Saturday, November 24, 2012

The Lineage of the S-class: How We Arrived at Mercedes’ Latest Flagship

The Lineage of the S-class: How We Arrived at Mercedes’ Latest Flagship:

The Mercedes-Benz S-class earned its platinum status by its long service as the luxury-sedan segment’s showcase of technological innovation. The seventh-generation 222-series S-class expected late next year (2013) will further the cause of active- and passive safety while standing on the high shoulders of its predecessors.
Even before Mercedes joined forces with Benz in 1926, the two brands successfully built and sold luxury models that engendered utmost respect across Europe. At the beginning of the 20th century, as speeds rose, closed bodywork gradually replaced the open tourers that established the two brands’ reputations. By the mid-1920s, supercharged six-cylinder engines gave Mercedes-Benz’s top models the power and speed required to secure their status as the fastest and most luxurious cars major money could buy. Following World War II, Mercedes-Benz quickly bounced back with its first 300 model, a 100-mph sedan introduced in 1951. By 1957, fuel injection, air conditioning, and power steering were added, setting the stage for the type 600 limousines that arrived in 1963. Below, you’ll find a generation-by-generation breakdown of the latest and greatest in technology innovation throughout the history of the S-class.
‘Ponton Mercedes,’ 1951–59
The Ponton (pictured above) was the second Mercedes to get the S moniker in its name with the advent of the 220S, which debuted in 1956 with modern styling and unibody construction. (The first S-badged Benz was 300S W-188, which debuted in 1951). Mechanical port fuel injection came in 1958.

‘Fintail’ sedans, 1959–72
The second-generation S models’ breakthrough was a bodyshell with crumple zones engineered to absorb collision energy. The 1961 300SE benefitted from air suspension and a Mercedes-developed automatic transmission. The stretched wheelbase 300SEL was powered by the potent 6.3-liter V-8 from the 600 series.

W-108/109, 1965–72
After the playful fintail models, the W-108/109 adopted a far more contemporary and restrained look. The car featured front and rear disc brakes. The lineup was topped by the 300 SEL 6.3, which was fitted with the 6.3-liter V-8 from the 600. AMG, then an independent tuner, created versions with more than 300 hp. And Mercedes developed the 300 SEL 4.5 specifically for the U.S. market.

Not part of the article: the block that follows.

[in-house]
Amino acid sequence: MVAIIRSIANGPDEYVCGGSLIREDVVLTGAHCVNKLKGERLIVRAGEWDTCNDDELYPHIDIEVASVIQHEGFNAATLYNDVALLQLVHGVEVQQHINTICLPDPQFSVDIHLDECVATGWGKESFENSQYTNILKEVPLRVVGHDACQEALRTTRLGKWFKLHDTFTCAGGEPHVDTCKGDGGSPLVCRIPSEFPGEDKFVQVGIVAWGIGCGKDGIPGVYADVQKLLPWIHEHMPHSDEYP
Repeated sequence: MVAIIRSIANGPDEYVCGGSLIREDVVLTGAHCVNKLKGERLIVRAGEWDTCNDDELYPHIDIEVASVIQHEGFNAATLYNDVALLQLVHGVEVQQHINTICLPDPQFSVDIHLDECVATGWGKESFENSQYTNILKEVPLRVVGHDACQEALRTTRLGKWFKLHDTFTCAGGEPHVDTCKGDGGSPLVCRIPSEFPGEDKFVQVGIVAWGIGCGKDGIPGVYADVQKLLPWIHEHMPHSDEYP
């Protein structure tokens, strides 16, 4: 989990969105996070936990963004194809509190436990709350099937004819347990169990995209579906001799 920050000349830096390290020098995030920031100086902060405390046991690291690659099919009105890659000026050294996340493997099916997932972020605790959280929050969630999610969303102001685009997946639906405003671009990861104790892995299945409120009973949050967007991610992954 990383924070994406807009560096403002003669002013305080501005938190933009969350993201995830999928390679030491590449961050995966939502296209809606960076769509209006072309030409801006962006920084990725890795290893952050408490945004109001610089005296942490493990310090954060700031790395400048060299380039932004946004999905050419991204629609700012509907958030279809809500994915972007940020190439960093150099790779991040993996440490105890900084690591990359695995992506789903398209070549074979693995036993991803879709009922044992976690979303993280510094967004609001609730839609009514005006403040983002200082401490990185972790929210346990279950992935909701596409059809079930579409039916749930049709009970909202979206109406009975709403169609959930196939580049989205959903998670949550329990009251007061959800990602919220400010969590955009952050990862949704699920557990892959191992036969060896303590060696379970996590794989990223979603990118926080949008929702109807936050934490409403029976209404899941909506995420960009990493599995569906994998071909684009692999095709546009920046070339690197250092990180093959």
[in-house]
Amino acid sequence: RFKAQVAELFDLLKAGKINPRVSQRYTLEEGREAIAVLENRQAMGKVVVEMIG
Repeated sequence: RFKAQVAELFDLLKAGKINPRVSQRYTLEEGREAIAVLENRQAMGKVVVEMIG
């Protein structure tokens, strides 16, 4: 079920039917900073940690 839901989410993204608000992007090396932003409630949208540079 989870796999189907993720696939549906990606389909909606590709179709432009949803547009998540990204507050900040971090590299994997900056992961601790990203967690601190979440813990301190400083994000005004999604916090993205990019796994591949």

W-116 series, 1972–80
The S-class name became an official Mercedes designation in the third generation that introduced key safety strides: a reinforced fuel tank, head and taillamps configured to minimize the buildup of dirt deposits, and a collision-friendly steering wheel. In 1978, the S-class was an early ABS adopter.

W-126 series, 1979–91
Airbags arrived at Mercedes-Benz in 1981, only a few years after GM had pioneered this equipment in its largest sedans.

W-140 series, 1991–98
Mercedes blessed some of its fifth-generation S-class models with a silky 6.0-liter V-12 rated at 389 horsepower. The world’s first use of electronic stability control (ESP) came in 1995. A brake-assist system, which automatically engaged the brakes with more determination in an emergency, followed in 1996.

W-220 series, 1998–2005
New technology helped trim the weight of the sixth-generation S-class. Air suspension, adaptive body control, and radar-based cruise control also arrived. The Mercedes-Benz COMAND control and display infotainment system was equipped. All-wheel drive—known as 4MATIC—and the Pre-Safe seat-belt tensioning system improved the S-class’s all-weather mobility and occupant safety.

W-221 series, 2005–2013
Night View Assist helped identify and avoid collisions with pedestrians and animals. Brake Assist Plus allowed automatic brake intervention with no driver action required. Blind spot, lane keeping, and speed limit assists also stretched the S-class’s safety portfolio. An efficient hybrid powertrain was added to the options list in 2009 with energy stored in a lithium-ion battery pack, the first automotive use of that technology. New gas engines were equipped with direct fuel injection.
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